Benjamin Haimowitz, appellant, v. Menachem Pollak, also known as Manny Pollak, respondent.

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Supreme Court, Appellate Division, Second Department, New York.

Benjamin Haimowitz, appellant, v. Menachem Pollak, also known as Manny Pollak, respondent.

2013–03188 (Index No. 9955/12)

Decided: April 30, 2014

THOMAS A. DICKERSON, J.P. L. PRISCILLA HALL SHERI S. ROMAN JEFFREY A. COHEN, JJ. Gerald P. Gross, Cedarhurst, N.Y. (Elliot B. Pasik of counsel), for appellant. Mark Lewis Brecker, New York, N.Y., for respondent.

Argued—March 10, 2014

DECISION & ORDER

In an action to recover on a promissory note, commenced by motion for summary judgment in lieu of complaint pursuant to CPLR 3213, the plaintiff appeals from an order of the Supreme Court, Queens County (Kitzes, J.), entered November 16, 2012, which denied his motion for summary judgment.

ORDERED that the order is affirmed, with costs.

The plaintiff commenced this action to recover on a promissory note by filing a summons with notice of motion for summary judgment in lieu of complaint pursuant to CPLR 3213.   The Supreme Court properly denied the plaintiff's motion.

The plaintiff established his prima facie entitlement to judgment as a matter of law by demonstrating the existence of the promissory note executed by the defendant, the unconditional terms of repayment, and the defendant's default thereunder (see Patel v. NJDV Hospitality, Inc., 114 AD3d 738, 738;  Baldeo v. Rambaran, 107 AD3d 924, 924;  Cooper Capital Group, Ltd. v. Densen, 104 AD3d 898).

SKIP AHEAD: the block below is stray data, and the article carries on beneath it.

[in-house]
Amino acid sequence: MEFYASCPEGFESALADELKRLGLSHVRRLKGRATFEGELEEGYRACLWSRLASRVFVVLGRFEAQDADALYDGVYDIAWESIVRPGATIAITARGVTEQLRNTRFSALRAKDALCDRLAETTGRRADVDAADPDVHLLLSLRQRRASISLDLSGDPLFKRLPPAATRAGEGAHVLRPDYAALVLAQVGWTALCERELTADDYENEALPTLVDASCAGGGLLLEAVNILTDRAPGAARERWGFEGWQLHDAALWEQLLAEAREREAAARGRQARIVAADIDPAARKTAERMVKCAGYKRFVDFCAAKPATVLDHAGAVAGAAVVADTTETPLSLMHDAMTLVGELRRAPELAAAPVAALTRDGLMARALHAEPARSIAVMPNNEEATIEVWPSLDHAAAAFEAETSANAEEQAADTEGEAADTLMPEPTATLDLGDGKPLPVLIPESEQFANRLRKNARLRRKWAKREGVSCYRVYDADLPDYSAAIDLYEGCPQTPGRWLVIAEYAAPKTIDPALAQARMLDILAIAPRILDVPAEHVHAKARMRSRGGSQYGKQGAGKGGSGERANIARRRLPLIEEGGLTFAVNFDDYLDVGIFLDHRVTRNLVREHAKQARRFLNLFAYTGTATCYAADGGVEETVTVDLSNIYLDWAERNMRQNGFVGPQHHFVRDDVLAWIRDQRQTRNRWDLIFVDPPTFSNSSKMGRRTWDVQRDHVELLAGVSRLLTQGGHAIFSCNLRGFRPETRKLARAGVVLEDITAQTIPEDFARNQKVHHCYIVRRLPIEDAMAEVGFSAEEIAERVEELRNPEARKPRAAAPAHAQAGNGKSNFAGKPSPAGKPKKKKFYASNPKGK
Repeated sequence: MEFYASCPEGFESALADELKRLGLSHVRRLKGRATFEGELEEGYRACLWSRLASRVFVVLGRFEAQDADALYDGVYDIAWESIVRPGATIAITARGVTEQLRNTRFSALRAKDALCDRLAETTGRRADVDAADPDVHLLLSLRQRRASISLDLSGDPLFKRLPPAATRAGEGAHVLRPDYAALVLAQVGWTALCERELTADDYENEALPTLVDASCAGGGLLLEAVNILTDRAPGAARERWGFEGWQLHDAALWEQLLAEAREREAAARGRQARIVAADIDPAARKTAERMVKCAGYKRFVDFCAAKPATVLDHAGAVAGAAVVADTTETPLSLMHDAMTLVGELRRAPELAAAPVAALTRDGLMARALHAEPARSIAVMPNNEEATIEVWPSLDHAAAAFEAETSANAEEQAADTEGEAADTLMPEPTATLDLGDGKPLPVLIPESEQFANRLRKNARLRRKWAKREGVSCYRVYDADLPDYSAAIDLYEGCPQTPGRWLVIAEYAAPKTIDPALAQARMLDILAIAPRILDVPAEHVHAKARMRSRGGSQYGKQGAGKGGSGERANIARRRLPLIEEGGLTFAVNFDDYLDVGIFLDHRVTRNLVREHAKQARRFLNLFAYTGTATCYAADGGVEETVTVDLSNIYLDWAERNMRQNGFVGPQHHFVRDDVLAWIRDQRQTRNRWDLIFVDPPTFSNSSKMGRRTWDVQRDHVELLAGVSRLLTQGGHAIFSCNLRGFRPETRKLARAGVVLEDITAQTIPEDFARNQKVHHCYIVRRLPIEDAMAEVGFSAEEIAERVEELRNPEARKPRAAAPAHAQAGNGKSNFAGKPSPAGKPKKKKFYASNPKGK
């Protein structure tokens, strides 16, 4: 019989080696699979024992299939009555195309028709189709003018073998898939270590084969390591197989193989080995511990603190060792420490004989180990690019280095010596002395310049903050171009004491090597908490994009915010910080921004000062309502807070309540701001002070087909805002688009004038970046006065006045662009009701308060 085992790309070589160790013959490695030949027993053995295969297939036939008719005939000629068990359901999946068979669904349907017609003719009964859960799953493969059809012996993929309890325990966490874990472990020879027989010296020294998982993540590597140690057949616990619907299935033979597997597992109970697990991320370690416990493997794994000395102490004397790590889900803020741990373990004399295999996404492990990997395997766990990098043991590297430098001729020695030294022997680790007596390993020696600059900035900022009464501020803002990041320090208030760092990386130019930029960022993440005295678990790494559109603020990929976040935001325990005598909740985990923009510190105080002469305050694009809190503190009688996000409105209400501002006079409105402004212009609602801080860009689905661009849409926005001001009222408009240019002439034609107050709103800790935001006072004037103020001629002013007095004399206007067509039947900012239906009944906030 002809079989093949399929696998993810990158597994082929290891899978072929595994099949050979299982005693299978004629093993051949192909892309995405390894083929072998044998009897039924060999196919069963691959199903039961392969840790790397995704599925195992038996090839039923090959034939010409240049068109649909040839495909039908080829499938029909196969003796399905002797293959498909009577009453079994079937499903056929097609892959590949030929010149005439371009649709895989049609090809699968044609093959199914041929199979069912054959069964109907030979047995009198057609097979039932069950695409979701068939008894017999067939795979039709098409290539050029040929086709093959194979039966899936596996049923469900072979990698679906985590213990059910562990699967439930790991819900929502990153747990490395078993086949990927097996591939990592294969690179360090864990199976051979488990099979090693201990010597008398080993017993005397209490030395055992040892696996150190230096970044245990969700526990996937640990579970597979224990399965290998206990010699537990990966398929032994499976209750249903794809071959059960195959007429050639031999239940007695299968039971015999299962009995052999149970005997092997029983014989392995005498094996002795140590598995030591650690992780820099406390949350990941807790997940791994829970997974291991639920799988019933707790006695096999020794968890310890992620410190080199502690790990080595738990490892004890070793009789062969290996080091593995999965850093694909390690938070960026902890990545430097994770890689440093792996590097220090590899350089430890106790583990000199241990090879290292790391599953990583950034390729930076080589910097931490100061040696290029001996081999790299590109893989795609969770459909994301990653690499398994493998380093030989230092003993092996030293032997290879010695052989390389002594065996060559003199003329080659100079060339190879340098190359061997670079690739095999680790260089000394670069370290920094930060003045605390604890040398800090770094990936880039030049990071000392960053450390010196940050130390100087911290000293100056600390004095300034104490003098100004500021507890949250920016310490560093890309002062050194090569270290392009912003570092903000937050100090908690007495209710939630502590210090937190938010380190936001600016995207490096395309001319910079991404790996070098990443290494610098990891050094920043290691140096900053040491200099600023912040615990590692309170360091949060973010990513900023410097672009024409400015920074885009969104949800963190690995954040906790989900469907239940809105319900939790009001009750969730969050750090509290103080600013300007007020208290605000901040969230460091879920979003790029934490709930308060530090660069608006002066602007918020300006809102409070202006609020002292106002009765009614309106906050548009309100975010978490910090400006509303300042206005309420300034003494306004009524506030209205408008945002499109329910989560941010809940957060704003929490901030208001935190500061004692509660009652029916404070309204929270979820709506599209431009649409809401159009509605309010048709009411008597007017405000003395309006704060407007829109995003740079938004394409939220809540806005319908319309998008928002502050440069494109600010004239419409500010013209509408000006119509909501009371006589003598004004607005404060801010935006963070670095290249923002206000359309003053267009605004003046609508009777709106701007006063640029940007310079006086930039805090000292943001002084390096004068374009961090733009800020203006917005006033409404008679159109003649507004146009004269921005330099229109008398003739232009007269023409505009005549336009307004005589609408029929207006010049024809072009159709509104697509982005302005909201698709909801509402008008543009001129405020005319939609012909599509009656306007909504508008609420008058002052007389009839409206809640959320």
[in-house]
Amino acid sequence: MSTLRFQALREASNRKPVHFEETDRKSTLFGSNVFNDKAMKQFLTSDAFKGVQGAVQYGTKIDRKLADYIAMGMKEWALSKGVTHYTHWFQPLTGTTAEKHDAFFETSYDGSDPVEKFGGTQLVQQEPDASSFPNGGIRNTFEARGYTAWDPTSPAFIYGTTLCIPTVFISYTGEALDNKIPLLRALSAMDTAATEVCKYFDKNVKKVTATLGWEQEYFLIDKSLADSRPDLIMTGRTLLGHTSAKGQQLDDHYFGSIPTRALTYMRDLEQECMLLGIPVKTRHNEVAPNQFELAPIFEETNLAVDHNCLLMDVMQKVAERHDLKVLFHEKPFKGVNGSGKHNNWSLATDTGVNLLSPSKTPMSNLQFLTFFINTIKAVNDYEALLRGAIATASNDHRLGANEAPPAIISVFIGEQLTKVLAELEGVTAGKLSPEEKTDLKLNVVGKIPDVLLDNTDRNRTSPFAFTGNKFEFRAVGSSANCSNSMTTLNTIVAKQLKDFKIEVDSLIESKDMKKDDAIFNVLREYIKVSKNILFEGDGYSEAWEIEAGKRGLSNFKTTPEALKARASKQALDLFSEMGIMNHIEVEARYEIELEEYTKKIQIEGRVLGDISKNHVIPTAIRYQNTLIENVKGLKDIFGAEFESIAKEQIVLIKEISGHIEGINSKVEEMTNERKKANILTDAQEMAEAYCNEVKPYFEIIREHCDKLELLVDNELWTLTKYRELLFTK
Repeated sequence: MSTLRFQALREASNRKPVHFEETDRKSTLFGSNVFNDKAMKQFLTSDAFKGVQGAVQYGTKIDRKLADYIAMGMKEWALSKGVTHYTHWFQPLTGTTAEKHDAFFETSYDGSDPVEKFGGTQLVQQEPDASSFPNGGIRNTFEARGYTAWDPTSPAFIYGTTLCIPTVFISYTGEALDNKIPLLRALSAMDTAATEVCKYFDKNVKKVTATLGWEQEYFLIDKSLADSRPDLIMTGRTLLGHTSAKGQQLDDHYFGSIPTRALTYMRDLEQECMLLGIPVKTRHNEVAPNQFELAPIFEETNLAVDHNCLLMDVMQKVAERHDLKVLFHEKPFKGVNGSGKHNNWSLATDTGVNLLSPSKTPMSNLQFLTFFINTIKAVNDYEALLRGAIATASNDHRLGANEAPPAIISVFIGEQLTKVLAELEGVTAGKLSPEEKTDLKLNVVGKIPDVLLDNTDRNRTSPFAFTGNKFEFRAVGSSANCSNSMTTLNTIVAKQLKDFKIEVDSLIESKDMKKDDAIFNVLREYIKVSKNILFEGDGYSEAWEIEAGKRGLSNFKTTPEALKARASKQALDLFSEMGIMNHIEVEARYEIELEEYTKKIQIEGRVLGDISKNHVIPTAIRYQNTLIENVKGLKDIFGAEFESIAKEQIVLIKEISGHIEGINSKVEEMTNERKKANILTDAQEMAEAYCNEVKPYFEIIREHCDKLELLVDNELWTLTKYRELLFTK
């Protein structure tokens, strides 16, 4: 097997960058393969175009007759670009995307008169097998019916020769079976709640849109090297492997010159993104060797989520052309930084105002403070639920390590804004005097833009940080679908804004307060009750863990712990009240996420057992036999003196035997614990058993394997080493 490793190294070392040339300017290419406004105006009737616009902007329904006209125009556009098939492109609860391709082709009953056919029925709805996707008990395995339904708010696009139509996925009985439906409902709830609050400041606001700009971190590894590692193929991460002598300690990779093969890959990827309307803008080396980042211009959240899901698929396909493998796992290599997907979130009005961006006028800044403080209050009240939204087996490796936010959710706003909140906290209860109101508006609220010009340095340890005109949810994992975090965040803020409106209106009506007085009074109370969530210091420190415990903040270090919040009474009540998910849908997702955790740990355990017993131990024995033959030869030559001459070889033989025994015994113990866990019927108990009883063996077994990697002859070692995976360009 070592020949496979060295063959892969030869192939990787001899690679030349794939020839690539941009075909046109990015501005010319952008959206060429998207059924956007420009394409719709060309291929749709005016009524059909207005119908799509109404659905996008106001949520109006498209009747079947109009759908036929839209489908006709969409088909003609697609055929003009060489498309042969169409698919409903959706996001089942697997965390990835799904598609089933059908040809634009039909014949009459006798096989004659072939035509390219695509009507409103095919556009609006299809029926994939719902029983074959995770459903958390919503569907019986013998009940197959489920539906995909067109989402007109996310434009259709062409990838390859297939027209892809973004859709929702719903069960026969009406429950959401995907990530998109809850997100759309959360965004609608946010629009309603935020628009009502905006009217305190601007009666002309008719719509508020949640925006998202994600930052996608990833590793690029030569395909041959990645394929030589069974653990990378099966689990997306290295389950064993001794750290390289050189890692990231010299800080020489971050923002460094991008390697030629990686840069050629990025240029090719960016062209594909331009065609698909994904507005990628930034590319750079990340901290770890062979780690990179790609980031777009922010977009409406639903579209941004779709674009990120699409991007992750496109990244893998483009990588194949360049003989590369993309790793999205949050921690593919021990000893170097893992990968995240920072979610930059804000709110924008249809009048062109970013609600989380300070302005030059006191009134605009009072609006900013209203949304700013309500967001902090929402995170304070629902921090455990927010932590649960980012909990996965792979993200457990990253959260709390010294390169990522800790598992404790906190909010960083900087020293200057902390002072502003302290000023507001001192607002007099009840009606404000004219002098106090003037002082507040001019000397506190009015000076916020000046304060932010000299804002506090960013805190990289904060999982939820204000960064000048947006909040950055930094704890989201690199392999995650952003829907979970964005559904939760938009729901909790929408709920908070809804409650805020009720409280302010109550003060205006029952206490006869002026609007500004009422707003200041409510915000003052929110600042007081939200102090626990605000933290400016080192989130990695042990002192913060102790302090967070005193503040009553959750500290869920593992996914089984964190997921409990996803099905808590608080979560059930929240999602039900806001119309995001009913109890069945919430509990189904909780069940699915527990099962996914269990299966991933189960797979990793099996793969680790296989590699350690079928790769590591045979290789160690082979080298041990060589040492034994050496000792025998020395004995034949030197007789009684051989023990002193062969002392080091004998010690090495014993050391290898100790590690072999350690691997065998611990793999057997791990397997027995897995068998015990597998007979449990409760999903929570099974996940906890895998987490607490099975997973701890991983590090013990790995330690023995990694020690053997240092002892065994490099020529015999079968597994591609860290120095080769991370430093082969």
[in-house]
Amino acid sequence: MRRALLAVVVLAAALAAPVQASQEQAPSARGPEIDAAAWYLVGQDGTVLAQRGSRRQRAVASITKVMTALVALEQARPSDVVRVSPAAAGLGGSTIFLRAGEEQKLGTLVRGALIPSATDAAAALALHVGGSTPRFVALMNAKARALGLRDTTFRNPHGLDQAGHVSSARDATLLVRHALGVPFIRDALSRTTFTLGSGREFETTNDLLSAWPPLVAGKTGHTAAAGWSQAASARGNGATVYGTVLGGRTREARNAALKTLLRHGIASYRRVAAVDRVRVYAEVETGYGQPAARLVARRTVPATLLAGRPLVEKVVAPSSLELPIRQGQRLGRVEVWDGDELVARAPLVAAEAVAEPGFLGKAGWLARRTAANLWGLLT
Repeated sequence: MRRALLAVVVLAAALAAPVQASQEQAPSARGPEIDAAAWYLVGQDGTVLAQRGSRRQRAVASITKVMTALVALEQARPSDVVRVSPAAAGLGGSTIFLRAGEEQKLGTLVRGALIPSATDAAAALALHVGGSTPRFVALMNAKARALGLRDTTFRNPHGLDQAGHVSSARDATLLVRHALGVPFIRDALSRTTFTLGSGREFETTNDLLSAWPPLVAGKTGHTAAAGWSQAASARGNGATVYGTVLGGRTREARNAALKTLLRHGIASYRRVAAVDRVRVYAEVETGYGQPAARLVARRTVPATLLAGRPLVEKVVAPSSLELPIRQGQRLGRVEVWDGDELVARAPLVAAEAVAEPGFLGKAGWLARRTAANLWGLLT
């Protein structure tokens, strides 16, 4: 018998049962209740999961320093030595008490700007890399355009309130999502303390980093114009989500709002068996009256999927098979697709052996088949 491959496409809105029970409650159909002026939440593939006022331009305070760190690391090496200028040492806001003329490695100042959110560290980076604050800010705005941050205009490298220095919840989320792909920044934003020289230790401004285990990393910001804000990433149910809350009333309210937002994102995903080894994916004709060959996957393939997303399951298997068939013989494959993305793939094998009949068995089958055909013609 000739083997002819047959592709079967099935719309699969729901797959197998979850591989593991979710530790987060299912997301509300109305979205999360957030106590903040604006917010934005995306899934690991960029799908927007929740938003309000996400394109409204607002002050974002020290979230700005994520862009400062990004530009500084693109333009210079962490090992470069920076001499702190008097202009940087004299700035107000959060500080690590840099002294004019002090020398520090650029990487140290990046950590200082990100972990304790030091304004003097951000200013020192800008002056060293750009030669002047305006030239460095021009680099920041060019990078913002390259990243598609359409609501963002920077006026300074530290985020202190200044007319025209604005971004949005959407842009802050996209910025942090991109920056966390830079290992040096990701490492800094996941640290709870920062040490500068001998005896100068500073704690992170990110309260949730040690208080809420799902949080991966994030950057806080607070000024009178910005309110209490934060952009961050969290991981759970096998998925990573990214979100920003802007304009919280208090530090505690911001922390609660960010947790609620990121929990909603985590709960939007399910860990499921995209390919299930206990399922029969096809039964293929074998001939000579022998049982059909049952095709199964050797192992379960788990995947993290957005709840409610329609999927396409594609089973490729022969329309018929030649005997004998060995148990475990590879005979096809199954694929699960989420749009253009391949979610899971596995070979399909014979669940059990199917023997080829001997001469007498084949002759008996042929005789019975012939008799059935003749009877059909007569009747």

However, in opposition, the defendant raised triable issues of fact.   “Ordinarily, courts are not involved in the oversight or approval of contracts and will enforce them unless illegal, against public policy or deficient in some other respect” (64th Assoc., L.L.C. v Manhattan Eye, Ear & Throat Hosp., 2 NY3d 585, 589–590).  “As a general rule, illegal contracts are unenforceable” (Jara v. Strong Steel Door, Inc., 58 AD3d 600, 602, citing Lloyd Capital Corp. v. Pat Henchar, Inc., 80 N.Y.2d 124, 127).   Here, the defendant raised triable issues of fact regarding the circumstances under which the promissory note was entered into and as to the possible illegality of the promissory note (see G.K. Alan Assoc., Inc. v. Lazzari, 44 AD3d 95, 103, affd 10 NY3d 941;  Greenwald v. LeMon, 277 A.D.2d 202, 204).   The defendant also raised a triable issue of fact as to the defense of lack of consideration with respect to the promissory note (see American Realty Corp. of N.Y. v Sukhu, 90 AD3d 792, 793;  Samet v. Binson, 79 AD3d 1005, 1005–1006).

The plaintiff's remaining contention is without merit (see Tirado v. Miller, 75 AD3d 153, 157–158).

Accordingly, the Supreme Court properly denied the plaintiff's motion for summary judgment in lieu of complaint.

DICKERSON, J.P., HALL, ROMAN and COHEN, JJ., concur.

ENTER:

Aprilanne Agostino

Clerk of the Court

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